Jean-Adrien Mercier is best known as a poster designer and illustrator of children’s books; his fairly short-lived parallel career as Jean d’Angers, erotic illustrator, is less well known. He grew up in Angers in the Loire valley west of Paris (hence the nom de plume), and received his training at the École des Beaux-Arts under the direction of Charles Berjole before transferring to the École des Arts Décoratifs in Paris in 1921. After graduating in 1923 he joined the Angevin Artists Guild, created by the Angevin patois poet André Bruel; among other projects he produced a set of woodcuts for an Éditions Bibliophile Angevin publication, L’entarrment du Père Taugourdeau by Marc Leclerc.
The mid-1920s produced two major breaks for Mercier; he won a competition to design a poster for the 1924 Angers Fair-Festival, and through his mother’s connections (she being the granddaughter of the famous Edouard Cointreau) became artistic director of the Cointreau company, producing a stylish series of posters for the upmarket liqueur. This led to poster design for a range of clients, including cinema productions and tourist organisations – between 1925 and 1942 Mercier designed more than 120 cinema posters and numerous commercial posters.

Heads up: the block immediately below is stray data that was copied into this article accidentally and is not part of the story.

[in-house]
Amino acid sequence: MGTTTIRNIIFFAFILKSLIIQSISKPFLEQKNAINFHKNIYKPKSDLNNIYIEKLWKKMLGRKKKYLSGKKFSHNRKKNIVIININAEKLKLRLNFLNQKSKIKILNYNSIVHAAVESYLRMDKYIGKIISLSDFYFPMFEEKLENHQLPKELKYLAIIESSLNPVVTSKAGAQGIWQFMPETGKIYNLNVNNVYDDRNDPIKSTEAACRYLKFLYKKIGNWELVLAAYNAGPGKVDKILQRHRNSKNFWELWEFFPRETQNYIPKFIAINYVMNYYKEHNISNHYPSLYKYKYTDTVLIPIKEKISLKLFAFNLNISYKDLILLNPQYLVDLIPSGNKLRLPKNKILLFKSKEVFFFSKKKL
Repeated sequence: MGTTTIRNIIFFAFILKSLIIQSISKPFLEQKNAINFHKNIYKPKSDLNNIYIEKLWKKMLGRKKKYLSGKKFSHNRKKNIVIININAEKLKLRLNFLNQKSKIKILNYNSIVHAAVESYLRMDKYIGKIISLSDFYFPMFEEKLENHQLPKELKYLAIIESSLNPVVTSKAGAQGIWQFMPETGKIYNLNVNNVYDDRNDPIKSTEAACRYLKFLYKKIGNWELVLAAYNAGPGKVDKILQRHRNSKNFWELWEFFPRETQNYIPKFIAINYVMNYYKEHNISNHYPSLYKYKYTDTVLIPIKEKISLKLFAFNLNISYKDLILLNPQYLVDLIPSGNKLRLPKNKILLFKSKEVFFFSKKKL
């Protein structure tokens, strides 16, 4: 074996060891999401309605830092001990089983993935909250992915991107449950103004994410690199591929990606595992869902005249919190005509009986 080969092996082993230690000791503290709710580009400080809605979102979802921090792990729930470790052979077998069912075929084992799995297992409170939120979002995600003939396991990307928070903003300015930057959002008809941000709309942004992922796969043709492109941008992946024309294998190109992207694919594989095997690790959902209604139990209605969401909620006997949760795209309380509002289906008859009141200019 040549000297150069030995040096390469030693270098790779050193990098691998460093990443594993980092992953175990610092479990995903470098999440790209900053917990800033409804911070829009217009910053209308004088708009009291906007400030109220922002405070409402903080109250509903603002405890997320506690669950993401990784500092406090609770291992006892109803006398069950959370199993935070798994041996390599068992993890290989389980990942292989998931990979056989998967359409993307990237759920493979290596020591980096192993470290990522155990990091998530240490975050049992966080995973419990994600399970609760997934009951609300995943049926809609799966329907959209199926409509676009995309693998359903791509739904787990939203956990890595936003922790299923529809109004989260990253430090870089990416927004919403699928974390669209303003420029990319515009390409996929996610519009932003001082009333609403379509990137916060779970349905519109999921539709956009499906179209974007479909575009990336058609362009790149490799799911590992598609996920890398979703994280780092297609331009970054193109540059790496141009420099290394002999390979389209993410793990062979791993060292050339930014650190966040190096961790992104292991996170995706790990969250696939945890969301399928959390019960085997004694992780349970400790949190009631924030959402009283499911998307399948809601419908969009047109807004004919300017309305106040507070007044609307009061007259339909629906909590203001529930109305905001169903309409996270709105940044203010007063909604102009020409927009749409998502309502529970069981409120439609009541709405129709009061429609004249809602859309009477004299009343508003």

By the late 1920s, when Mercier started exploring his erotic alter ego, he had started working more in book illustration; it is probably no coincidence that it was about this time that he met Marie Guillory, who he married in 1933. They had a daughter, Sylvie, and in 1942 he illustrated a volume of folk tales for her, which was published by Éditions Marcus de Nantes.
Other commissions included the poster ‘Salut Olympique’ for the Vichy government in 1940, and during the 1960s, towards the end of his long working life, Mercier was hired by the Compagnie Generale Transatlantique to paint the decoration for the children’s playroom on the transatlantic liner France, and also to design the ship’s menus. Three years after his death, the French state acquired 94 posters and a dozen watercolours for the national collection.